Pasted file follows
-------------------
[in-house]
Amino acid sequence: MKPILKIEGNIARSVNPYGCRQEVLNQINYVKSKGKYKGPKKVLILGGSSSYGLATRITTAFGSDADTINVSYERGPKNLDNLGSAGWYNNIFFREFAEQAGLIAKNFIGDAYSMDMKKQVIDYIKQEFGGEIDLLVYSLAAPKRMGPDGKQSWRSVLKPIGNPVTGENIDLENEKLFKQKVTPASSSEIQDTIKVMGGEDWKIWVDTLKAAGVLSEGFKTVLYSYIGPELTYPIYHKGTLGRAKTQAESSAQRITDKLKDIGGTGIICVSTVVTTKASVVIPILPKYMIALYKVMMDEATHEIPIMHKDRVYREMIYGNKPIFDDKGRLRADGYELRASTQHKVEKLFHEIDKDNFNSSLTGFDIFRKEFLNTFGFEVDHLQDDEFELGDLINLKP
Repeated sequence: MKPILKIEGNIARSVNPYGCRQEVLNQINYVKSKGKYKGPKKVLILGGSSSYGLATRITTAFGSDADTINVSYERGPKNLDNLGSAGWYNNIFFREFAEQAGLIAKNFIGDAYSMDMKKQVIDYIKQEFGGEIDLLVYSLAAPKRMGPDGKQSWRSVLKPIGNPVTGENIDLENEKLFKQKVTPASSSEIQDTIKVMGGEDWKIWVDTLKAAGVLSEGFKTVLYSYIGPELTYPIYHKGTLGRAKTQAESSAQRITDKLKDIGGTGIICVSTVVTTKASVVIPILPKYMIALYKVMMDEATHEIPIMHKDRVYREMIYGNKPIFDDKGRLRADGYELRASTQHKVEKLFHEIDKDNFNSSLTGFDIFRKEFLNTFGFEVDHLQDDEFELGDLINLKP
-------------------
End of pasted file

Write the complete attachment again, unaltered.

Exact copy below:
[in-house]
Amino acid sequence: MKPILKIEGNIARSVNPYGCRQEVLNQINYVKSKGKYKGPKKVLILGGSSSYGLATRITTAFGSDADTINVSYERGPKNLDNLGSAGWYNNIFFREFAEQAGLIAKNFIGDAYSMDMKKQVIDYIKQEFGGEIDLLVYSLAAPKRMGPDGKQSWRSVLKPIGNPVTGENIDLENEKLFKQKVTPASSSEIQDTIKVMGGEDWKIWVDTLKAAGVLSEGFKTVLYSYIGPELTYPIYHKGTLGRAKTQAESSAQRITDKLKDIGGTGIICVSTVVTTKASVVIPILPKYMIALYKVMMDEATHEIPIMHKDRVYREMIYGNKPIFDDKGRLRADGYELRASTQHKVEKLFHEIDKDNFNSSLTGFDIFRKEFLNTFGFEVDHLQDDEFELGDLINLKP
Repeated sequence: MKPILKIEGNIARSVNPYGCRQEVLNQINYVKSKGKYKGPKKVLILGGSSSYGLATRITTAFGSDADTINVSYERGPKNLDNLGSAGWYNNIFFREFAEQAGLIAKNFIGDAYSMDMKKQVIDYIKQEFGGEIDLLVYSLAAPKRMGPDGKQSWRSVLKPIGNPVTGENIDLENEKLFKQKVTPASSSEIQDTIKVMGGEDWKIWVDTLKAAGVLSEGFKTVLYSYIGPELTYPIYHKGTLGRAKTQAESSAQRITDKLKDIGGTGIICVSTVVTTKASVVIPILPKYMIALYKVMMDEATHEIPIMHKDRVYREMIYGNKPIFDDKGRLRADGYELRASTQHKVEKLFHEIDKDNFNSSLTGFDIFRKEFLNTFGFEVDHLQDDEFELGDLINLKP